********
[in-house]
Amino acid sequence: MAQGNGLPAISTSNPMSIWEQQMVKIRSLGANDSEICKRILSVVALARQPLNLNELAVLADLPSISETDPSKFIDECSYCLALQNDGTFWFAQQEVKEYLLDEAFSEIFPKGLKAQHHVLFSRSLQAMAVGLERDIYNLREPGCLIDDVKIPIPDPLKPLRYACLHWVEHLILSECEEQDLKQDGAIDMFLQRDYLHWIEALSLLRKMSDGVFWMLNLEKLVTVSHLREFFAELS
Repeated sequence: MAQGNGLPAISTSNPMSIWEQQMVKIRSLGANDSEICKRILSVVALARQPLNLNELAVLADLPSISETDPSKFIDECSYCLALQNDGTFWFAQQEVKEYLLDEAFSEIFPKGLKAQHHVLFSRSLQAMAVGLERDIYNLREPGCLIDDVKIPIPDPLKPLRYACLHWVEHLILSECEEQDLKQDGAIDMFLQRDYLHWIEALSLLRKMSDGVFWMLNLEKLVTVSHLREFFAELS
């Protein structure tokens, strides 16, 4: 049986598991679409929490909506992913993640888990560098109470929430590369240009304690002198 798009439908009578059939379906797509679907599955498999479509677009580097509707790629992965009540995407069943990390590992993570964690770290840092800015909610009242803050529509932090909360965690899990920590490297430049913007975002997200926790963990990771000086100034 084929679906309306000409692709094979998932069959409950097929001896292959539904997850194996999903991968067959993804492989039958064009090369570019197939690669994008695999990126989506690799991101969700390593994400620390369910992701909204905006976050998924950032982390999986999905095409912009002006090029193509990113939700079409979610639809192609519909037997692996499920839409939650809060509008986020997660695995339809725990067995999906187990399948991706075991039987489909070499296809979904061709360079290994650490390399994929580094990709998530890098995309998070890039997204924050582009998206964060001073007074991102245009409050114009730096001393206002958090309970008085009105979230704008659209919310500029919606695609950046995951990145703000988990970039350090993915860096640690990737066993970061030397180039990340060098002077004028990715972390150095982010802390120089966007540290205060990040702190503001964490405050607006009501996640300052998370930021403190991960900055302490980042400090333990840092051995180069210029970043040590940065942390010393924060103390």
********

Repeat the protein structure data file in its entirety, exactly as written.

[in-house]
Amino acid sequence: MAQGNGLPAISTSNPMSIWEQQMVKIRSLGANDSEICKRILSVVALARQPLNLNELAVLADLPSISETDPSKFIDECSYCLALQNDGTFWFAQQEVKEYLLDEAFSEIFPKGLKAQHHVLFSRSLQAMAVGLERDIYNLREPGCLIDDVKIPIPDPLKPLRYACLHWVEHLILSECEEQDLKQDGAIDMFLQRDYLHWIEALSLLRKMSDGVFWMLNLEKLVTVSHLREFFAELS
Repeated sequence: MAQGNGLPAISTSNPMSIWEQQMVKIRSLGANDSEICKRILSVVALARQPLNLNELAVLADLPSISETDPSKFIDECSYCLALQNDGTFWFAQQEVKEYLLDEAFSEIFPKGLKAQHHVLFSRSLQAMAVGLERDIYNLREPGCLIDDVKIPIPDPLKPLRYACLHWVEHLILSECEEQDLKQDGAIDMFLQRDYLHWIEALSLLRKMSDGVFWMLNLEKLVTVSHLREFFAELS
């Protein structure tokens, strides 16, 4: 049986598991679409929490909506992913993640888990560098109470929430590369240009304690002198 798009439908009578059939379906797509679907599955498999479509677009580097509707790629992965009540995407069943990390590992993570964690770290840092800015909610009242803050529509932090909360965690899990920590490297430049913007975002997200926790963990990771000086100034 084929679906309306000409692709094979998932069959409950097929001896292959539904997850194996999903991968067959993804492989039958064009090369570019197939690669994008695999990126989506690799991101969700390593994400620390369910992701909204905006976050998924950032982390999986999905095409912009002006090029193509990113939700079409979610639809192609519909037997692996499920839409939650809060509008986020997660695995339809725990067995999906187990399948991706075991039987489909070499296809979904061709360079290994650490390399994929580094990709998530890098995309998070890039997204924050582009998206964060001073007074991102245009409050114009730096001393206002958090309970008085009105979230704008659209919310500029919606695609950046995951990145703000988990970039350090993915860096640690990737066993970061030397180039990340060098002077004028990715972390150095982010802390120089966007540290205060990040702190503001964490405050607006009501996640300052998370930021403190991960900055302490980042400090333990840092051995180069210029970043040590940065942390010393924060103390």